value issue within 28 days and provided for filing a response and a reply. Rather than
file a motion asking the court to determine the fair market value, Defendants filed the
motion at docket 49, which asks the court to enter judgment without addressing the fair
Id. at pp. 5-6.
Id. at p. 6.
Docs. 46 and 47.
market value of the property–the very issue which Defendants had identified as of
central significance in their earlier motion papers.
In the meantime, FDIC-R arranged for a foreclosure sale which was conducted
on January 29, 2013. The sale was conducted in the customary manner, and the
property was sold for $63,751.00. Of this, $2,739.60 represented the costs of sale,
leaving a net payment to FDIC-R of $61,011.40.7
Defendants elected not to present any evidence of the fair market value of the
property when they failed to respond to the court’s order requiring them to present their
position on that issue. In FDIC-R’s present motion papers, there is persuasive evidence
that the fair market value at the time of the foreclosure sale was $63,751.00. That was
the price fetched at a properly noticed foreclosure sale from an independent third-party
bidder. After payment of the costs of sale, the net was $61,011.41. Based on the
procedural history of the case, it would seem that FDIC-R is entitled to a deficiency
judgment against Debtors in the amount owed, less $61,011.41. Defendants, however,
contend that instead of entering a judgment to that effect, the court should enter
judgment against them in the full amount owed with no reduction for the fair market
value of the property.
Defendants cite no authority which would support following the unorthodox
procedure they ask the court to use. The only reason given to support their request is
that they wish to pursue a state law claim in Arizona State Court. They assert their
See, doc. 52-1.
claim would be waived unless this court declines to determine the fair market value of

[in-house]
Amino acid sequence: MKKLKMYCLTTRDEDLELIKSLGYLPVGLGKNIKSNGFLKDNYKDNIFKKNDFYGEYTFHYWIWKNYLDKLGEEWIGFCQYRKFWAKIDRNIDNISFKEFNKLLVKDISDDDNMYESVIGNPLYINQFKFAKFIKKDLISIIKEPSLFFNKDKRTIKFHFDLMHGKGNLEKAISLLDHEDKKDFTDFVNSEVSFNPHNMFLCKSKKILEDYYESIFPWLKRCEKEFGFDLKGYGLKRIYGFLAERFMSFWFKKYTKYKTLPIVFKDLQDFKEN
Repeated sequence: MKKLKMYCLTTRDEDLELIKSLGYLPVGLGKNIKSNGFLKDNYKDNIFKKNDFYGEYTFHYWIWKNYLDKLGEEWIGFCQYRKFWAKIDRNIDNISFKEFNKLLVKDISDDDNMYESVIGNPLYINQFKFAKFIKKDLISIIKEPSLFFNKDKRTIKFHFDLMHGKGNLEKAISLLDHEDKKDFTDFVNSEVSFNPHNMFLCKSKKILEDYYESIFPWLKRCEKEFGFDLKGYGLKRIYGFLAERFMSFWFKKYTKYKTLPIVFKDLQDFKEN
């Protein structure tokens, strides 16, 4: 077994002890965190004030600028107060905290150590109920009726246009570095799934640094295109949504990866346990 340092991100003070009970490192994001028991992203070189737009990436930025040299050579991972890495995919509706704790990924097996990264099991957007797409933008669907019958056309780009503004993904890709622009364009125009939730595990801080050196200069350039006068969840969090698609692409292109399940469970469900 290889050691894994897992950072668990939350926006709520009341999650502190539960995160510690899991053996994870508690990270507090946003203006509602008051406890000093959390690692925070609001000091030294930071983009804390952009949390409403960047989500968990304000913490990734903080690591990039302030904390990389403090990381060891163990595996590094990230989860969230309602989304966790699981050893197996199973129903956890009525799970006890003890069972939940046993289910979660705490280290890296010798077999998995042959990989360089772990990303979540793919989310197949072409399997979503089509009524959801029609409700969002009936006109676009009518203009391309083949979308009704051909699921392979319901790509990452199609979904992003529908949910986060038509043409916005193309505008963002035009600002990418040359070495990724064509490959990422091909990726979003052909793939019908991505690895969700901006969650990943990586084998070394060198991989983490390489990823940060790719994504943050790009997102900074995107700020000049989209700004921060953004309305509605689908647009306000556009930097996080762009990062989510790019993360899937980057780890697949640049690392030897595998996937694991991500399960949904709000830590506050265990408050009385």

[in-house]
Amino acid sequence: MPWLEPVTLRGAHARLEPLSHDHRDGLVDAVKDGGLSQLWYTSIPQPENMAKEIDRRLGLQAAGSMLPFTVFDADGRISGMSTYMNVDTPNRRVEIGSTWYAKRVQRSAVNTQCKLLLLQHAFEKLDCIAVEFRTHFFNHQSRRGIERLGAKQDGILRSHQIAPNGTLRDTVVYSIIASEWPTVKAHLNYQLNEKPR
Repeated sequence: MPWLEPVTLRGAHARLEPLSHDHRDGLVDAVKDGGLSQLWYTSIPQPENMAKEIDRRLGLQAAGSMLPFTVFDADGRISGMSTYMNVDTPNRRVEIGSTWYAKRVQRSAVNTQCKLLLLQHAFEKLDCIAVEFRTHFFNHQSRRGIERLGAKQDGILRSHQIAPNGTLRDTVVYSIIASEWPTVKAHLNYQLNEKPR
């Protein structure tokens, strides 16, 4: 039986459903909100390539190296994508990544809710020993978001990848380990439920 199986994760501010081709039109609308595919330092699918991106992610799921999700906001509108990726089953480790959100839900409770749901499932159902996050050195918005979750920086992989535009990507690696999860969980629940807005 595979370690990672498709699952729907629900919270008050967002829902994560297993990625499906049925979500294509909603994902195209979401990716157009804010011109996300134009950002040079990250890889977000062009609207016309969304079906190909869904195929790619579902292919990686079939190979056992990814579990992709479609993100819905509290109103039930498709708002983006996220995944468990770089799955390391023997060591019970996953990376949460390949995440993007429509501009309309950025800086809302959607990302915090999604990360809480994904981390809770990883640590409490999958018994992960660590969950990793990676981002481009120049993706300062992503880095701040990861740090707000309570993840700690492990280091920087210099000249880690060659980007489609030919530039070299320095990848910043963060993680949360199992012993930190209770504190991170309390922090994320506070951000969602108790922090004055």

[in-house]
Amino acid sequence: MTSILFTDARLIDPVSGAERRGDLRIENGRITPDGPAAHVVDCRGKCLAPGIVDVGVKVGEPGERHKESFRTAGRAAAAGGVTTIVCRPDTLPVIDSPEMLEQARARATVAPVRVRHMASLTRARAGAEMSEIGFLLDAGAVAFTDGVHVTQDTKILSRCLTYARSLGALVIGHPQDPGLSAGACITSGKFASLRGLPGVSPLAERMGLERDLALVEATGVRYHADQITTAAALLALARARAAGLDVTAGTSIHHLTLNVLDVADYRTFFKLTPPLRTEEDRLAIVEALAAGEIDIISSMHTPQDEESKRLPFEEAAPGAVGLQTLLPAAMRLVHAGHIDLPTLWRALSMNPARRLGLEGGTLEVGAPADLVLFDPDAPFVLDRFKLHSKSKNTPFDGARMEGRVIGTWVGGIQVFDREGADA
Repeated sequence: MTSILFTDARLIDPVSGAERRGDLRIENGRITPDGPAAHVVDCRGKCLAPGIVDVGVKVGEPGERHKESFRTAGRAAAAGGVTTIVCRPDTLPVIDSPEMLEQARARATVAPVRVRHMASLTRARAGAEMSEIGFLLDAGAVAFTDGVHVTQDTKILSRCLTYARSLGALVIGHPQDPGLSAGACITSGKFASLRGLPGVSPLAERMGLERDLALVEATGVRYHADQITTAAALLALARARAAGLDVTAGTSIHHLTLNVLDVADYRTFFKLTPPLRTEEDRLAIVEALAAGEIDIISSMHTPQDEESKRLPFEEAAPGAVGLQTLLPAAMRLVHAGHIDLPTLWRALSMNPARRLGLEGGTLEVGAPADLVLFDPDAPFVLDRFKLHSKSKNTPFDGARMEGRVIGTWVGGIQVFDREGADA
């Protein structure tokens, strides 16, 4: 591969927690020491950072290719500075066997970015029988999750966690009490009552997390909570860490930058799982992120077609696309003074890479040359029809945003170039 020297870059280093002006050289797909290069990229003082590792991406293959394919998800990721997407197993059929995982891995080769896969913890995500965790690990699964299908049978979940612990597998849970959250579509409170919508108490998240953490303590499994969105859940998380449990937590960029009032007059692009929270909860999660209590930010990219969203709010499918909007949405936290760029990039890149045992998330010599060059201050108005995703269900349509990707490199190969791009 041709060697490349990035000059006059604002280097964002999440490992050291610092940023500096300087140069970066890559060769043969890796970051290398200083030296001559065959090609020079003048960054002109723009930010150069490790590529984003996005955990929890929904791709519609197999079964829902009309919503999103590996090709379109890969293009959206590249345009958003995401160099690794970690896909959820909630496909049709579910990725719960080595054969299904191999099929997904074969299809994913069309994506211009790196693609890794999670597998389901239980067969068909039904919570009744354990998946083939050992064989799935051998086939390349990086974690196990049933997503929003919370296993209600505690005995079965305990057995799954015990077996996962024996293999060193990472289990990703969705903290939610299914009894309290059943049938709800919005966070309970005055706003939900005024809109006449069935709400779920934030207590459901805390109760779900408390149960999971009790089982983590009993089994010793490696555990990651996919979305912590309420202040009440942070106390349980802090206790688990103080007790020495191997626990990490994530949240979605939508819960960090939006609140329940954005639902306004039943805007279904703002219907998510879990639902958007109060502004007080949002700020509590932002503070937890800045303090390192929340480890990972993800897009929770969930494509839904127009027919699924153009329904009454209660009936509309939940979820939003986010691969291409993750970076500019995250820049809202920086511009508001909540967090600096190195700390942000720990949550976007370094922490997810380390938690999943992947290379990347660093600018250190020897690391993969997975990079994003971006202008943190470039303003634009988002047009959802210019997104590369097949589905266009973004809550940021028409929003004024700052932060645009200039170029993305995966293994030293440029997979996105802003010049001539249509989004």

the property by entering judgment against them for the full amount owed. Defendants
say that amount consists of $424,505.57 in principal, interest of $116,256.37, late
charges of $3,501.84, and a processing fee of $95.00, for a total of $544,358.78.8
This court is unable to reconcile Defendants’ request with the procedure
contemplated by applicable Arizona law.9 Moreover, the court entertains serious
concerns about multiplying litigation. If Defendants have a claim relating to the
determination of fair market value or the conduct of the foreclosure sale, they could and
should have presented it to this court for determination.
Defendants also complain that there is insufficient evidence to support the
conclusion that the purchase price at the trustee’s sale represents the fair market value
of the property. This argument is unavailing, because Defendants were afforded an
opportunity to brief the fair market value issue and chose not to do so. They neither
filed the motion they were directed to file by the court, nor included any evidence
respecting fair market value in the motion at docket 50. In their reply, Defendants argue
that they had a contract for the sale of the property for $95,000. The contract appears
to have been executed on July 23, 2012, and contemplated closing no later than
September 30, 2012.10 Simply ignoring the fact that there is no authenticating affidavit
for the contract provided by Defendants, it is noteworthy that this evidence was
Doc. 49 at p.2.
A.R.S. § 33-814(A); Valley Nat’l Bank of Arizona v. Kohlhase, 897 P.2d 738, 741 (Ariz.
Ct. App. 1995).
available to Defendants months before their motion on the fair market value issue was
due on or about May 2, 2013.11 Defendants’ failure to timely present the evidence
cannot be ignored. The court is satisfied that the actual sale price at the trustee’s sale
is sufficient to establish the fair market value of the property as of the date of the sale.
IV. CONCLUSION AND ORDER FOR FURTHER ACTION
For the reasons above, the motion at docket 49 is DENIED, and the court hereby
determines that FDIC-R is entitled to a deficiency judgment against Defendants in the
amount of $544,358.78, less the net proceeds from the trustee’s sale of $61,011.40,
plus taxable costs, plus any attorneys’ fees which may be awarded.
Wherefore, IT IS ORDERED:
(1) FDIC-R shall move for attorneys’ fees within 14 days from this order, and
Defendants shall respond within 14 days from the motion’s filing. FDIC-R may reply
within 7 days from the filing of Defendants’ response. FDIC-R may apply to tax costs.
(2) FDIC-R shall submit a proposed form of judgment within 14 days from this
order (the amount of attorneys’ fees and costs to be left blank in the form). If
Defendants find fault with the form of the proposed judgment, they shall respond stating
their concerns within seven (7) days from the date the proposed form of judgment is
DATED this 2nd day of July 2013.
JOHN W. SEDWICK
UNITED STATES DISTRICT JUDGE
See order at doc. 48.